Articles | Volume 13, issue 7
04 Jul 2013
Research article | 04 Jul 2013
Synoptic climatology of winter intense precipitation events along the Mediterranean coasts
M. Reale and P. Lionello
No articles found.
Davide Zanchettin, Sara Bruni, Fabio Raicich, Piero Lionello, Fanny Adloff, Alexey Androsov, Fabrizio Antonioli, Vincenzo Artale, Eugenio Carminati, Christian Ferrarin, Vera Fofonova, Robert J. Nicholls, Sara Rubinetti, Angelo Rubino, Gianmaria Sannino, Giorgio Spada, Rémi Thiéblemont, Michael Tsimplis, Georg Umgiesser, Stefano Vignudelli, Guy Wöppelmann, and Susanna Zerbini
Nat. Hazards Earth Syst. Sci., 21, 2643–2678,Short summary
Relative sea level in Venice rose by about 2.5 mm/year in the past 150 years due to the combined effect of subsidence and mean sea-level rise. We estimate the likely range of mean sea-level rise in Venice by 2100 due to climate changes to be between about 10 and 110 cm, with an improbable yet possible high-end scenario of about 170 cm. Projections of subsidence are not available, but historical evidence demonstrates that they can increase the hazard posed by climatically induced sea-level rise.
Piero Lionello, David Barriopedro, Christian Ferrarin, Robert J. Nicholls, Mirko Orlić, Fabio Raicich, Marco Reale, Georg Umgiesser, Michalis Vousdoukas, and Davide Zanchettin
Nat. Hazards Earth Syst. Sci., 21, 2705–2731,Short summary
In this review we describe the factors leading to the extreme water heights producing the floods of Venice. We discuss the different contributions, their relative importance, and the resulting compound events. We highlight the role of relative sea level rise and the observed past and very likely future increase in extreme water heights, showing that they might be up to 160 % higher at the end of the 21st century than presently.
Georg Umgiesser, Marco Bajo, Christian Ferrarin, Andrea Cucco, Piero Lionello, Davide Zanchettin, Alvise Papa, Alessandro Tosoni, Maurizio Ferla, Elisa Coraci, Sara Morucci, Franco Crosato, Andrea Bonometto, Andrea Valentini, Mirko Orlić, Ivan D. Haigh, Jacob Woge Nielsen, Xavier Bertin, André Bustorff Fortunato, Begoña Pérez Gómez, Enrique Alvarez Fanjul, Denis Paradis, Didier Jourdan, Audrey Pasquet, Baptiste Mourre, Joaquín Tintoré, and Robert J. Nicholls
Nat. Hazards Earth Syst. Sci., 21, 2679–2704,Short summary
The city of Venice relies crucially on a good storm surge forecast to protect its population and cultural heritage. In this paper, we provide a state-of-the-art review of storm surge forecasting, starting from examples in Europe and focusing on the Adriatic Sea and the Lagoon of Venice. We discuss the physics of storm surge, as well as the particular aspects of Venice and new techniques in storm surge modeling. We also give recommendations on what a future forecasting system should look like.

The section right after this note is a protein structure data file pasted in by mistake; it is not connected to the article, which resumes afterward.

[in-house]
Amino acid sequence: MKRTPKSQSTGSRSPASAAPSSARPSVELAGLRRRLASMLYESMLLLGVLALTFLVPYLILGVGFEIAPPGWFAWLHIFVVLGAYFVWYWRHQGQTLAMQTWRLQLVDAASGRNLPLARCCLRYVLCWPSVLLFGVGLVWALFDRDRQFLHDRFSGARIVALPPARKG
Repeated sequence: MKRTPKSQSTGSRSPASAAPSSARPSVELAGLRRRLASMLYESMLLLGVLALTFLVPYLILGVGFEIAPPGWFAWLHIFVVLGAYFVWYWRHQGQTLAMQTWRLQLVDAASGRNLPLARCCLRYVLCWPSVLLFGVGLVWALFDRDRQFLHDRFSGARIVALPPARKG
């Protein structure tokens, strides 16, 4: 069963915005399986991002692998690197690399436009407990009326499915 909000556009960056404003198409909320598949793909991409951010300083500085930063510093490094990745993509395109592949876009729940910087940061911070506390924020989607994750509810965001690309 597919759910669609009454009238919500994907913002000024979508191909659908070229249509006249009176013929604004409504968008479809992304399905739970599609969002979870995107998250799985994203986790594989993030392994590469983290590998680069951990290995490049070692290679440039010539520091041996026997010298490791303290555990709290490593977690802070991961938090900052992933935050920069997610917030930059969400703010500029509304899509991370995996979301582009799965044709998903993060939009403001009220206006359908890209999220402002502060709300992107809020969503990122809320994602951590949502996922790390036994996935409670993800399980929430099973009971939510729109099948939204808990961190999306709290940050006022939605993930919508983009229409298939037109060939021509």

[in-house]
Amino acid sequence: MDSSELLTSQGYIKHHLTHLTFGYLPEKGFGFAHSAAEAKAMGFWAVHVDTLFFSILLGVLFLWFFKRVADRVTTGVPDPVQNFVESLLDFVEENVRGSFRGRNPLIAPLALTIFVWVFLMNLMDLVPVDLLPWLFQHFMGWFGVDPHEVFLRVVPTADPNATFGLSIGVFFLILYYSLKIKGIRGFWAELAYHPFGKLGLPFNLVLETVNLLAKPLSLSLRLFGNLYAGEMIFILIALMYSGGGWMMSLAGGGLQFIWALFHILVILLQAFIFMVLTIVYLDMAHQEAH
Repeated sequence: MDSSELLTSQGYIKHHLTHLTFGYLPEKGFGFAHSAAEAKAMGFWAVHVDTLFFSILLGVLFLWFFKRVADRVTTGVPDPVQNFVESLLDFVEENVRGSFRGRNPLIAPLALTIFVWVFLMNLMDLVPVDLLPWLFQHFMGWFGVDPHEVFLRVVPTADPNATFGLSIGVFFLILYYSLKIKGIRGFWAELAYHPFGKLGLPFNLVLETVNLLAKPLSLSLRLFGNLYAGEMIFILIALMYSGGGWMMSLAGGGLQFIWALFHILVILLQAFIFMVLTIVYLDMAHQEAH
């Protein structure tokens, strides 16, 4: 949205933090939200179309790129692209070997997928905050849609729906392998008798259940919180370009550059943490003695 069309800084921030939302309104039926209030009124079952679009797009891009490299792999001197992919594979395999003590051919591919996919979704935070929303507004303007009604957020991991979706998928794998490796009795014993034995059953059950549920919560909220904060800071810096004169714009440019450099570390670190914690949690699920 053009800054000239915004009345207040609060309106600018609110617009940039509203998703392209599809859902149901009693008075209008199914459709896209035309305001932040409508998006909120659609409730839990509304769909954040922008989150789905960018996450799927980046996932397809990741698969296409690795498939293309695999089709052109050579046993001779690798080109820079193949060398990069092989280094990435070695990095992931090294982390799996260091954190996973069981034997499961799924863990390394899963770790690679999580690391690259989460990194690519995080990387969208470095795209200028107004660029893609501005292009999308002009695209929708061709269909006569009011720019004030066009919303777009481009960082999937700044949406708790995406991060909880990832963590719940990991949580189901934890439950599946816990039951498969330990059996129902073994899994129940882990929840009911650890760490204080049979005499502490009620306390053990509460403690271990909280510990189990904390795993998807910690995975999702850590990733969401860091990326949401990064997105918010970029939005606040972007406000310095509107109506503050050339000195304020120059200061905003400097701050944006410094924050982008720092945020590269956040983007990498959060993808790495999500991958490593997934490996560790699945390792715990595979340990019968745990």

Piero Lionello, Robert J. Nicholls, Georg Umgiesser, and Davide Zanchettin
Nat. Hazards Earth Syst. Sci., 21, 2633–2641,Short summary
Venice is an iconic place, and a paradigm of huge historical and cultural value is at risk. The threat posed by floods has dramatically increased in recent decades and is expected to continue to grow – and even accelerate – through this century. There is a need to better understand the future evolution of the relative sea level and its extremes and to develop adaptive planning strategies appropriate for present uncertainty, which might not be substantially reduced in the near future.
Piero Lionello, Dario Conte, and Marco Reale
Nat. Hazards Earth Syst. Sci., 19, 1541–1564,Short summary
Large positive and negative sea level anomalies on the coast of the Mediterranean Sea are produced by cyclones moving along the Mediterranean storm track, which are mostly generated in the western Mediterranean. The wind around the cyclone center is the main cause of sea level anomalies when a shallow water fetch is present. The inverse barometer effect produces a positive anomaly near the cyclone pressure minimum and a negative anomaly at the opposite side of the Mediterranean Sea.
Sophie Bastin, Philippe Drobinski, Marjolaine Chiriaco, Olivier Bock, Romain Roehrig, Clemente Gallardo, Dario Conte, Marta Domínguez Alonso, Laurent Li, Piero Lionello, and Ana C. Parracho
Atmos. Chem. Phys., 19, 1471–1490,Short summary
This paper uses colocated observations of temperature, precipitation and humidity to investigate the triggering of precipitation. It shows that there is a critical value of humidity above which precipitation picks up. This critical value depends on T and varies spatially. It also analyses how this dependency is reproduced in regional climate simulations over Europe. Models with too little and too light precipitation have both lower critical value of humidity and higher probability to exceed it.
Ilaria Isola, Giovanni Zanchetta, Russell N. Drysdale, Eleonora Regattieri, Monica Bini, Petra Bajo, John C. Hellstrom, Ilaria Baneschi, Piero Lionello, Jon Woodhead, and Alan Greig
Clim. Past, 15, 135–151,Short summary
To understand the natural variability in the climate system, the hydrological aspect (dry and wet conditions) is particularly important for its impact on our societies. The reconstruction of past precipitation regimes can provide a useful tool for forecasting future climate changes. We use multi-proxy time series (oxygen and carbon isotopes, trace elements) from a speleothem to investigate circulation pattern variations and seasonality effects during the dry 4.2 ka event in central Italy.
A. Sanna, P. Lionello, and S. Gualdi
Nat. Hazards Earth Syst. Sci., 13, 1567–1577,
R. Mel, A. Sterl, and P. Lionello
Nat. Hazards Earth Syst. Sci., 13, 1135–1142,